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“Suppressed” Books

Despite the hyperbolic rhetoric of the ALA when Bland Books Week comes around, you really have to go out of your way to find a book that’s not easily available in the U.S., and it’s almost impossible to find one that has actually been censored rather than removed from a handful of libraries. But still, people persist. Whoever wrote the Wikipedia article on “book censorship in the United States” has clearly drunk the ALA kool-aid. There are plenty of examples in that article of books that are and have always been available for sale and in libraries all over the U.S. Pretty frightening stuff. I thought I was about to be proven wrong when I ran across this headline: US Still Bans, Suppresses Books Despite The First Amendment. I’m willing to be proved wrong, though, so I read it. The latter part is more ALA propaganda about bland books, but the first part is about a professor of media studies who has built a collection of so-called “forbidden books,” which is now up to a whopping ...
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Pay As You Go

Before I toddled off to San Francisco I read an article about Amazon that I’ve been wanting to write about. It’s a long piece in the Atlantic about a change in Amazon’s payment policy for their self-published authors who make their writings available in Kindle Direct. In the old policy, authors were paid a set amount if their books were “borrowed” by readers. For example, the article author says that “in February, one ‘borrow’ of one of [his] books was worth $1.38.” That’s going to change, though. From now on, Amazon is going to pay authors according to how many pages of the book were read, not whether the book itself was borrowed. Another article gets more specific: “Under the new payment method, you’ll be paid for each page individual customers read of your book, the first time they read it.” Supposedly, Amazon is “making this switch in response to great feedback we received from authors who asked us to better align payout with the length of books and how much customers ...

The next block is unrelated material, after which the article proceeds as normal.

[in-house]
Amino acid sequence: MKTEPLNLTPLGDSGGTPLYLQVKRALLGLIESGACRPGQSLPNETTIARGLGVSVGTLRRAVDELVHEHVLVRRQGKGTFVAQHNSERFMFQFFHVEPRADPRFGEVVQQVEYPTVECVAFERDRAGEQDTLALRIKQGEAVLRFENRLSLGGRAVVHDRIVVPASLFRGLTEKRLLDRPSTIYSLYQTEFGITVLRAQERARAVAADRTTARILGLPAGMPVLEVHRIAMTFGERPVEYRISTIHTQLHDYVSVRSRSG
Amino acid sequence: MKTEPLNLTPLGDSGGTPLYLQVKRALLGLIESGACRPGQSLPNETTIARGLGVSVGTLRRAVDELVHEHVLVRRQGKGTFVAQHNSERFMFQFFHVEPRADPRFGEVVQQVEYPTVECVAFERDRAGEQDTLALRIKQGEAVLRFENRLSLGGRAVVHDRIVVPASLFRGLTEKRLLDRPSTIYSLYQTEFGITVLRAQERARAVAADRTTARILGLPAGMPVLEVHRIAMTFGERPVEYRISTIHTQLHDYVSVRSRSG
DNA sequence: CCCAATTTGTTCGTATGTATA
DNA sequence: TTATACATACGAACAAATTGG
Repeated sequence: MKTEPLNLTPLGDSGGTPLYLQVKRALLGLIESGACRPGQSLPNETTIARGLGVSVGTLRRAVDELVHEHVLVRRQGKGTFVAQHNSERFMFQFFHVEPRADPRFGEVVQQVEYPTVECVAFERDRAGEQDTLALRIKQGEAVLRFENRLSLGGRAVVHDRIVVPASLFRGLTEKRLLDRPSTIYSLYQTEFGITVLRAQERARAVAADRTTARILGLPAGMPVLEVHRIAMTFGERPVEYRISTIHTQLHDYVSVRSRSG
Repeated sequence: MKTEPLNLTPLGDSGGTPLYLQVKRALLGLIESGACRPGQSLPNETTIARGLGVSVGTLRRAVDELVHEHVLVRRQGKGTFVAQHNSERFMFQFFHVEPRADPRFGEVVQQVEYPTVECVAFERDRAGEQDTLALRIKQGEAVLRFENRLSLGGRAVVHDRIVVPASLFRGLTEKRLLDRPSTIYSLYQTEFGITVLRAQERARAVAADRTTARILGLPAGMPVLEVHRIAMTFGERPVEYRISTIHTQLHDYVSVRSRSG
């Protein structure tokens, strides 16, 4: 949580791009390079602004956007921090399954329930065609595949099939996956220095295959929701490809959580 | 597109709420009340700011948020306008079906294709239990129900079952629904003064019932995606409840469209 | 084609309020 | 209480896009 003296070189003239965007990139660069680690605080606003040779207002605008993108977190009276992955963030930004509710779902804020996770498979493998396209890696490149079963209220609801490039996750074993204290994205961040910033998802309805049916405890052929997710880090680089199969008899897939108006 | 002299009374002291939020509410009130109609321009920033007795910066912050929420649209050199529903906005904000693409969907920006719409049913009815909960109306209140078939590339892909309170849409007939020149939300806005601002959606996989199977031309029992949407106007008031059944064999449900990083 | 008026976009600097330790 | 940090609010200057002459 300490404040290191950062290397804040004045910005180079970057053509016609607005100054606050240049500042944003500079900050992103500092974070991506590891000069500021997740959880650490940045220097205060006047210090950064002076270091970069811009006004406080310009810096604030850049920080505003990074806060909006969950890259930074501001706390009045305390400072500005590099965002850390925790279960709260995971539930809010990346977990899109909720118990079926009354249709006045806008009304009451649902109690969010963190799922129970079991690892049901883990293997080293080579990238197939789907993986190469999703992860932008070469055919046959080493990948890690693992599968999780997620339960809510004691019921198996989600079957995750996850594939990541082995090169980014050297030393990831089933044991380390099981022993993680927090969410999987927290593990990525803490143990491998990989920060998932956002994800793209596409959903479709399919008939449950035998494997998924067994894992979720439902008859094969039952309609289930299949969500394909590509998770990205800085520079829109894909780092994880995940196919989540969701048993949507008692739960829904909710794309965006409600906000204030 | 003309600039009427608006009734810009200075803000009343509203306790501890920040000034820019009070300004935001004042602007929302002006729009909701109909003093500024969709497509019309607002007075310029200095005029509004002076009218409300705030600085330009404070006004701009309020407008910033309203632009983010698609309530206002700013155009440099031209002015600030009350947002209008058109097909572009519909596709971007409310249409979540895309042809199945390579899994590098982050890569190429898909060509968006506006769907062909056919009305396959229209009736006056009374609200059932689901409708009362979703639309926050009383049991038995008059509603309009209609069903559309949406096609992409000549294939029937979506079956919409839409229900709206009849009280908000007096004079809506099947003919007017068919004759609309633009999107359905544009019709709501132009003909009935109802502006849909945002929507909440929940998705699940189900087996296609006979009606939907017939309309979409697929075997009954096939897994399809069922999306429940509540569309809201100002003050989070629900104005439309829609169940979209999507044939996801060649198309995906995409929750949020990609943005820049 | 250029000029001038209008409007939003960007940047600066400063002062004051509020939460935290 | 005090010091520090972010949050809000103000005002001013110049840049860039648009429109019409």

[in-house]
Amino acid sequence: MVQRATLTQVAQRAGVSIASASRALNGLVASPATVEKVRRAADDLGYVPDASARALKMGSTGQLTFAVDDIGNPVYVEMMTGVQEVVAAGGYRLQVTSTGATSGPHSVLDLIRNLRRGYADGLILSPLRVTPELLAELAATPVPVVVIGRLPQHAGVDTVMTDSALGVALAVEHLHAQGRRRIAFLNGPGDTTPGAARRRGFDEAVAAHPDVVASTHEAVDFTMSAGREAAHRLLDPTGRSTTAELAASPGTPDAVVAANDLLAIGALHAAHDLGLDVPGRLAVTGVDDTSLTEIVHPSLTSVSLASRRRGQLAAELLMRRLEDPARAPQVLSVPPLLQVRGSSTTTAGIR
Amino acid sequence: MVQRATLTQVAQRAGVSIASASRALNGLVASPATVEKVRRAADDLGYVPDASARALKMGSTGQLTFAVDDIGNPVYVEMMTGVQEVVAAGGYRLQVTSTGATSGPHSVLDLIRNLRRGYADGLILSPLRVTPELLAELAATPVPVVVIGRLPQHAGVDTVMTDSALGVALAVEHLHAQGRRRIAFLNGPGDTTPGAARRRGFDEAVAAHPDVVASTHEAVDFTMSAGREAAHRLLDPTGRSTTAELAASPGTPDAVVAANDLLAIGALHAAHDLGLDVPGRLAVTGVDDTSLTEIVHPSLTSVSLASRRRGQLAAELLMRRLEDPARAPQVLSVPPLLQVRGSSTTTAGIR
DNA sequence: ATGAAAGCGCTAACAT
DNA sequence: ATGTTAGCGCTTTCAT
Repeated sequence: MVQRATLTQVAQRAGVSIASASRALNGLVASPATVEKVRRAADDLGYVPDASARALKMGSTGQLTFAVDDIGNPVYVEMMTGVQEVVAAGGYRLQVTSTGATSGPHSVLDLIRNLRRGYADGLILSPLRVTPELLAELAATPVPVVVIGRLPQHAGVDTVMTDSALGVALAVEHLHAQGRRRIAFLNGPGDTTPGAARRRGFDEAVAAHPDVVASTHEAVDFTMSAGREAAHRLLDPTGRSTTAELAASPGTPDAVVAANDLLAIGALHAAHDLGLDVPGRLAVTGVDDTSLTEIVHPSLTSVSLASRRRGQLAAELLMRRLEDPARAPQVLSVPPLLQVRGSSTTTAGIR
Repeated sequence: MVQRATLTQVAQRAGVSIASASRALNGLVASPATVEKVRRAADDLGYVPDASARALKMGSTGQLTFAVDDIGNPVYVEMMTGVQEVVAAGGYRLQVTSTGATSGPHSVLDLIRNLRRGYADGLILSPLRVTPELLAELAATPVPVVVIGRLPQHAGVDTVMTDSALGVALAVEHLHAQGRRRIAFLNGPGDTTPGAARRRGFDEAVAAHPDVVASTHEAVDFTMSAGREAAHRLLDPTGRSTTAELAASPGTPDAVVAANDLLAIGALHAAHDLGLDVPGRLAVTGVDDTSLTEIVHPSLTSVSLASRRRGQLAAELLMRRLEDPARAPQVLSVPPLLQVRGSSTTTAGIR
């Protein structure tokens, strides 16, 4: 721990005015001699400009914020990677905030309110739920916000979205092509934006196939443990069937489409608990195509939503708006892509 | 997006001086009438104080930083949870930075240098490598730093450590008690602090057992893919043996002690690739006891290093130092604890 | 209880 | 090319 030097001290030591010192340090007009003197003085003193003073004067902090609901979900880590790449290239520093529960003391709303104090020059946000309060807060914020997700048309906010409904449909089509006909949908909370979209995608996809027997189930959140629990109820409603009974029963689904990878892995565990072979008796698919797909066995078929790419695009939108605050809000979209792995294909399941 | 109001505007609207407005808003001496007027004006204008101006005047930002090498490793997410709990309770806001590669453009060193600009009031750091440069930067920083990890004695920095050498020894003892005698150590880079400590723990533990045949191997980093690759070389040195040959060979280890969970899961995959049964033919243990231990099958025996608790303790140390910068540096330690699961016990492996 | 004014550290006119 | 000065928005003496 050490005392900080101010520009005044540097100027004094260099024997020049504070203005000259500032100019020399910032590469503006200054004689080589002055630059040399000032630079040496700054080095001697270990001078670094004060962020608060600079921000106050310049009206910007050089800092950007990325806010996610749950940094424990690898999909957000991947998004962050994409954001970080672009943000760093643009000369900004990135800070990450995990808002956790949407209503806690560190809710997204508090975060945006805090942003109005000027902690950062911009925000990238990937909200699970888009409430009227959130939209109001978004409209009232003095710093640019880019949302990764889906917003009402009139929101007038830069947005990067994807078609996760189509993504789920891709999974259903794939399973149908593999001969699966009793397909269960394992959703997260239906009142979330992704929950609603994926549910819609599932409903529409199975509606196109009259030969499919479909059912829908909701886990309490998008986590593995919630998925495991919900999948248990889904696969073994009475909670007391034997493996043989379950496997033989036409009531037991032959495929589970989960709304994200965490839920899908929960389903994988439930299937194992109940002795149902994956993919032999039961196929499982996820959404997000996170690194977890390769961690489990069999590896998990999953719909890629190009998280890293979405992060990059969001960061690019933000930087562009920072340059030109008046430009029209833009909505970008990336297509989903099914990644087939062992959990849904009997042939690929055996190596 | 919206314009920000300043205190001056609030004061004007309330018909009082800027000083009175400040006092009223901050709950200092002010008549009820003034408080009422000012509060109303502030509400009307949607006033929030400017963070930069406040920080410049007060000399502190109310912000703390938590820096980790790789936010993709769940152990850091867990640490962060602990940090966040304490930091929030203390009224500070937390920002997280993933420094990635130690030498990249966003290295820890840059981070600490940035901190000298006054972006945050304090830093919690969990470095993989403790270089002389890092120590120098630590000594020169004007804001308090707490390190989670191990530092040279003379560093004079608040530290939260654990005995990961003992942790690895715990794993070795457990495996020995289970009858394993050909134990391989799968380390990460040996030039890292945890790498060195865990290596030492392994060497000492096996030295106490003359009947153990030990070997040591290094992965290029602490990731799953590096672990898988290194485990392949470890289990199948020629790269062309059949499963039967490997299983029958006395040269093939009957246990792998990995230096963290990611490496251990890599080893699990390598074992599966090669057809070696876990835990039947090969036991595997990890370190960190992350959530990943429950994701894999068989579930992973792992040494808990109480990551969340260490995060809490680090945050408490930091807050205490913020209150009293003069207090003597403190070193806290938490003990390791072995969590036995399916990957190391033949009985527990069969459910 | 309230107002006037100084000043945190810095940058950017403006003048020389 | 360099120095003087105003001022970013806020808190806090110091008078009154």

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In San Francisco, Not Debating Our Future Relevance

I’m here at ALA in San Francisco. I haven’t been here in a long time, so I’d forgotten how generally dirty it is. And there's all the mentally ill people. I saw three people standing alone yelling at themselves, and that was before I got through my hotel lobby. Based on the size of it, I assumed we were all here to watch the Pride Parade yesterday, but instead it seems we are all here to discuss that most elusive of topics, the future. At least that’s according to the local news site, which insists that 25,000 librarians are here to “debate the future of their business.” 25,000 seems like a high number, but maybe. I haven’t seen any figures. And the sessions which these librarians will attend will all  “focus on how libraries can remain relevant in the digital age.” The only debating of the future I’ve seen is wondering whether to skip Orlando for next Annual to protest whatever group of clowns chose Orlando again after the fiasco last time. Well, that and the location ...